The San Francisco-area punk group Loma Prieta capture blinding currents of fury and gentler segues into acknowledging life with the pain they’re confronting on their new album Last, out now on Deathwish Inc.
Styled to be scorching in line with warmly classic screamo, where the instrumentals sometimes sound themselves as hoarse as the intense vocalists in the style’s main iteration, Last’s rhythms lunge and twist, suggesting rage and desperation but also that moment when the initial break, whatever it is, happens.
On this album, Loma Prieta comprehensively utilize an idea of building up to the breaks of wrath and frustration. It’s an active portrait. You didn’t just wake up this way, with Last instead steeped in a broad palette of life’s difficult and damaging experiences. These elements coalesce into a powerful and intimidating hurricane that is both awe-inspiring in its musical expansiveness and sharply piercing in its instrumental and lyrical force.
Last sounds very persistent, even if the rhythms provide weighty knocks to your stability that seem very realistic to how it is to be confronted with the social problems—and how those resonate personally—that Loma Prieta explore. Should the focus be more on keeping life going, you could imagine the quieter moments as the default resting place that the band have built towards, and yet, those musical lightning blasts keep coming. The consistency in the all-encompassing frenzy to which Last returns can be comforting, since at least you understand the truth necessary for building any kind of new normal.
The slower moments take such prominence that, to use an easy shorthand for the kind of pain that Last captures, you might know—or at least need to acknowledge the likelihood—that they’re not coming back, whoever that other would be for you. In that, though, the music also seems rallying. It’s something with space for emotional exploration, whether that’s running into people at a show or hashing it out with those closest to you.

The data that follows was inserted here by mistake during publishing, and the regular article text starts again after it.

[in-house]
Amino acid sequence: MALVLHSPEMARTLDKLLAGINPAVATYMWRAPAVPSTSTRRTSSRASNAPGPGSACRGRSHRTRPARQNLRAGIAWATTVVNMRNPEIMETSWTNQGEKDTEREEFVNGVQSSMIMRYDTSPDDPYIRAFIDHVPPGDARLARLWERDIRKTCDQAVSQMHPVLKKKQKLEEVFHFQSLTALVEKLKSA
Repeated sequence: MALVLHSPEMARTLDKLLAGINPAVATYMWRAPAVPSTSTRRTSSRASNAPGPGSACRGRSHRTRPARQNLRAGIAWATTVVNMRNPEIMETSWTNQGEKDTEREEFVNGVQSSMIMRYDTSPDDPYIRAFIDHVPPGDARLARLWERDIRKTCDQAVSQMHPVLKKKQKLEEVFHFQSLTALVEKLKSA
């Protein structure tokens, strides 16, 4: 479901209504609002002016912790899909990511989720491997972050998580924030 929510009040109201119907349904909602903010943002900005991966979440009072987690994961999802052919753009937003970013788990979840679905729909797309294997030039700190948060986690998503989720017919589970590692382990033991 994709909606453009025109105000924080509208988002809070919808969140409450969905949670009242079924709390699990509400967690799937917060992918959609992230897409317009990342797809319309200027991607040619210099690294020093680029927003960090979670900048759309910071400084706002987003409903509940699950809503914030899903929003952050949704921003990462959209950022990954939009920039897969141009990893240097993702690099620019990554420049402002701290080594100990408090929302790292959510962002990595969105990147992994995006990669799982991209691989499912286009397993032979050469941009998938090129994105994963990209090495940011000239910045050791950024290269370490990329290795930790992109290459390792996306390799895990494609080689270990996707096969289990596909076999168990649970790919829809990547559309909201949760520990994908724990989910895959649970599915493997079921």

Below, see what guitarist/vocalist Sean Leary has to say about Last, this latest album from Loma Prieta. Leary is joined in the band by drummer Valeriano Saucedo, guitarist Brian Kanagaki, and bassist James Siboni.
Does Last reflect inspiration coming from what’s basically a lot of personal emotion for you guys? It sounds like y’all were looking inward quite a bit, musically and thematically.
Yeah, I think that’s our general approach, so it’s not necessarily new to this record. We tend towards melodies that express a certain melancholy or heaviness; the lyrics have usually fallen in line with that. That’s my hope when writing anyway. At the same time, there are a few songs on Last that reflect more on larger societal issues, which is a departure for us. We’ve always been more or less non-political. The state of the world feels chaotic to the point where, for me as a lyricist, there’s a looming sense of panic about the state of the world anytime I sit to write. Even very personal subjects are interacting with the knowledge that the world as we know it is in decline, which is basically driven by government and corporate corruption.
Having been a band for this long, do you feel like you have to grapple much with people’s expectations associated with your music?
If anything, it’s exciting for us to have expectations about our music, to defy. That’s kind of the nature of punk music, or at least our perception of it, the side of punk we’re interested in. For myself, what drew me into this type of music in the first place was the innovation and creative risk-taking that was going on. That’s still what excites me about punk and is still a driving force in some punk and hardcore music communities.